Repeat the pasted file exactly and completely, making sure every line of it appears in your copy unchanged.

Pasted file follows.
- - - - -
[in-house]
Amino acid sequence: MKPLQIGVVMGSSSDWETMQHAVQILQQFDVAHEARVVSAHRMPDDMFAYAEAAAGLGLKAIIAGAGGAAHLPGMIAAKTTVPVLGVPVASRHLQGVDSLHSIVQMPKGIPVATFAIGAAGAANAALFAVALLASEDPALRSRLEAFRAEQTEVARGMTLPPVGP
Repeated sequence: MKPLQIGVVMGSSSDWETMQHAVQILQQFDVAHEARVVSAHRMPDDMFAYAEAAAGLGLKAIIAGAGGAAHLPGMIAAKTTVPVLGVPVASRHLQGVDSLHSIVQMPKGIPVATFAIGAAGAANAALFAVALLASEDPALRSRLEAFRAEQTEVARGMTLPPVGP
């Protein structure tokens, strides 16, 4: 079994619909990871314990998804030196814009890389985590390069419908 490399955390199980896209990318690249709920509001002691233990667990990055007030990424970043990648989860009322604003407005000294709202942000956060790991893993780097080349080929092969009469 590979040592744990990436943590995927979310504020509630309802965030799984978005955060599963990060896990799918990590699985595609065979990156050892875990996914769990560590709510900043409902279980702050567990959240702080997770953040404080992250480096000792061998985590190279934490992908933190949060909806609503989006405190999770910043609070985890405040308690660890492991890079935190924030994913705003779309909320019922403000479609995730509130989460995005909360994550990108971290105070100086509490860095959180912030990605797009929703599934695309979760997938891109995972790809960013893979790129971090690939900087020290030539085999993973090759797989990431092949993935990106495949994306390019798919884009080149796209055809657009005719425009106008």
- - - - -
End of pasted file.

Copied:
[in-house]
Amino acid sequence: MKPLQIGVVMGSSSDWETMQHAVQILQQFDVAHEARVVSAHRMPDDMFAYAEAAAGLGLKAIIAGAGGAAHLPGMIAAKTTVPVLGVPVASRHLQGVDSLHSIVQMPKGIPVATFAIGAAGAANAALFAVALLASEDPALRSRLEAFRAEQTEVARGMTLPPVGP
Repeated sequence: MKPLQIGVVMGSSSDWETMQHAVQILQQFDVAHEARVVSAHRMPDDMFAYAEAAAGLGLKAIIAGAGGAAHLPGMIAAKTTVPVLGVPVASRHLQGVDSLHSIVQMPKGIPVATFAIGAAGAANAALFAVALLASEDPALRSRLEAFRAEQTEVARGMTLPPVGP
């Protein structure tokens, strides 16, 4: 079994619909990871314990998804030196814009890389985590390069419908 490399955390199980896209990318690249709920509001002691233990667990990055007030990424970043990648989860009322604003407005000294709202942000956060790991893993780097080349080929092969009469 590979040592744990990436943590995927979310504020509630309802965030799984978005955060599963990060896990799918990590699985595609065979990156050892875990996914769990560590709510900043409902279980702050567990959240702080997770953040404080992250480096000792061998985590190279934490992908933190949060909806609503989006405190999770910043609070985890405040308690660890492991890079935190924030994913705003779309909320019922403000479609995730509130989460995005909360994550990108971290105070100086509490860095959180912030990605797009929703599934695309979760997938891109995972790809960013893979790129971090690939900087020290030539085999993973090759797989990431092949993935990106495949994306390019798919884009080149796209055809657009005719425009106008």